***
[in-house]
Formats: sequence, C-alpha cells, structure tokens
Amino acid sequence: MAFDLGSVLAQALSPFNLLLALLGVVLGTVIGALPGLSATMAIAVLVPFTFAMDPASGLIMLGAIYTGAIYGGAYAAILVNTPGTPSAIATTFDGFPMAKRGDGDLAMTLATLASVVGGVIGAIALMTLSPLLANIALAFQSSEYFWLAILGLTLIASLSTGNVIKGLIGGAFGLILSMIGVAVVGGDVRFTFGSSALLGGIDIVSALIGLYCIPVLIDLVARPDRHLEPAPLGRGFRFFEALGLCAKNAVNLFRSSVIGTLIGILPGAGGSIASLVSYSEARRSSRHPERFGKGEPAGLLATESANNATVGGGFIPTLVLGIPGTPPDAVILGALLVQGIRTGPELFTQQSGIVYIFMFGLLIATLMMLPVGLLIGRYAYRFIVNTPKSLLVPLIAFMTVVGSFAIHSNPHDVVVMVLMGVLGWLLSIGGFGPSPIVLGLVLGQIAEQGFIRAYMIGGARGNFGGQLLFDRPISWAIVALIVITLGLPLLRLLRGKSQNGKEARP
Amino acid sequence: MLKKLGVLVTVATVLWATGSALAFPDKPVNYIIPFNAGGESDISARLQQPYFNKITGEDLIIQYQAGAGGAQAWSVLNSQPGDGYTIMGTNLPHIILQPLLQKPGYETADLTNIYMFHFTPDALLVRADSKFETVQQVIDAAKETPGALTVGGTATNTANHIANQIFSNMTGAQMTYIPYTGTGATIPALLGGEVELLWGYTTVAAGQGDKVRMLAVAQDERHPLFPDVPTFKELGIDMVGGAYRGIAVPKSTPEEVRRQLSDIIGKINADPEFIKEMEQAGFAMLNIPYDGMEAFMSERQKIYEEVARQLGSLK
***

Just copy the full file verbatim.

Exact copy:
[in-house]
Formats: sequence, C-alpha cells, structure tokens
Amino acid sequence: MAFDLGSVLAQALSPFNLLLALLGVVLGTVIGALPGLSATMAIAVLVPFTFAMDPASGLIMLGAIYTGAIYGGAYAAILVNTPGTPSAIATTFDGFPMAKRGDGDLAMTLATLASVVGGVIGAIALMTLSPLLANIALAFQSSEYFWLAILGLTLIASLSTGNVIKGLIGGAFGLILSMIGVAVVGGDVRFTFGSSALLGGIDIVSALIGLYCIPVLIDLVARPDRHLEPAPLGRGFRFFEALGLCAKNAVNLFRSSVIGTLIGILPGAGGSIASLVSYSEARRSSRHPERFGKGEPAGLLATESANNATVGGGFIPTLVLGIPGTPPDAVILGALLVQGIRTGPELFTQQSGIVYIFMFGLLIATLMMLPVGLLIGRYAYRFIVNTPKSLLVPLIAFMTVVGSFAIHSNPHDVVVMVLMGVLGWLLSIGGFGPSPIVLGLVLGQIAEQGFIRAYMIGGARGNFGGQLLFDRPISWAIVALIVITLGLPLLRLLRGKSQNGKEARP
Amino acid sequence: MLKKLGVLVTVATVLWATGSALAFPDKPVNYIIPFNAGGESDISARLQQPYFNKITGEDLIIQYQAGAGGAQAWSVLNSQPGDGYTIMGTNLPHIILQPLLQKPGYETADLTNIYMFHFTPDALLVRADSKFETVQQVIDAAKETPGALTVGGTATNTANHIANQIFSNMTGAQMTYIPYTGTGATIPALLGGEVELLWGYTTVAAGQGDKVRMLAVAQDERHPLFPDVPTFKELGIDMVGGAYRGIAVPKSTPEEVRRQLSDIIGKINADPEFIKEMEQAGFAMLNIPYDGMEAFMSERQKIYEEVARQLGSLK